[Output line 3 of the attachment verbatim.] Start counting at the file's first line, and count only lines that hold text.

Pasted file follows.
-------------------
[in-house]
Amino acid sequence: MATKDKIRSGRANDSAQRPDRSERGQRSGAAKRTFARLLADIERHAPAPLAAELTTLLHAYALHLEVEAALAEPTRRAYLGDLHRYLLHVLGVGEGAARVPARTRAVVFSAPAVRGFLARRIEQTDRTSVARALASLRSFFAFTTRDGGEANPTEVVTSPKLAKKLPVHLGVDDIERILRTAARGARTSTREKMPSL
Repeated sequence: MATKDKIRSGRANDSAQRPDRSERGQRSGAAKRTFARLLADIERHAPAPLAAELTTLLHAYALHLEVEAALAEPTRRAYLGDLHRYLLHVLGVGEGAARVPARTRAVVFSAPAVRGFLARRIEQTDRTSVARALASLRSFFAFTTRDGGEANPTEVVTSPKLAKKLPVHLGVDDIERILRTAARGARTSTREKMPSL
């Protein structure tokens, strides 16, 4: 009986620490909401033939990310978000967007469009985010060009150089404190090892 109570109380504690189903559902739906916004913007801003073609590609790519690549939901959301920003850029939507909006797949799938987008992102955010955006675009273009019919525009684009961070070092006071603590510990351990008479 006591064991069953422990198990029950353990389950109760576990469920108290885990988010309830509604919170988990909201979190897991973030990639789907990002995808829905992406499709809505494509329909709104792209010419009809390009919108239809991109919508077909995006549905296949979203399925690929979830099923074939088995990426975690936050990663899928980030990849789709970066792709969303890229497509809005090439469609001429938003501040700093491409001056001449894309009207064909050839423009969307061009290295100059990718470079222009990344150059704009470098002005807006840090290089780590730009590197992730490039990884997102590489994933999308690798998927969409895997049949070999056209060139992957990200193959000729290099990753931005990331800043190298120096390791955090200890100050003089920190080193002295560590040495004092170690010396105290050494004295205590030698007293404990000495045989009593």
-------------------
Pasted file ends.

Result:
Repeated sequence: MATKDKIRSGRANDSAQRPDRSERGQRSGAAKRTFARLLADIERHAPAPLAAELTTLLHAYALHLEVEAALAEPTRRAYLGDLHRYLLHVLGVGEGAARVPARTRAVVFSAPAVRGFLARRIEQTDRTSVARALASLRSFFAFTTRDGGEANPTEVVTSPKLAKKLPVHLGVDDIERILRTAARGARTSTREKMPSL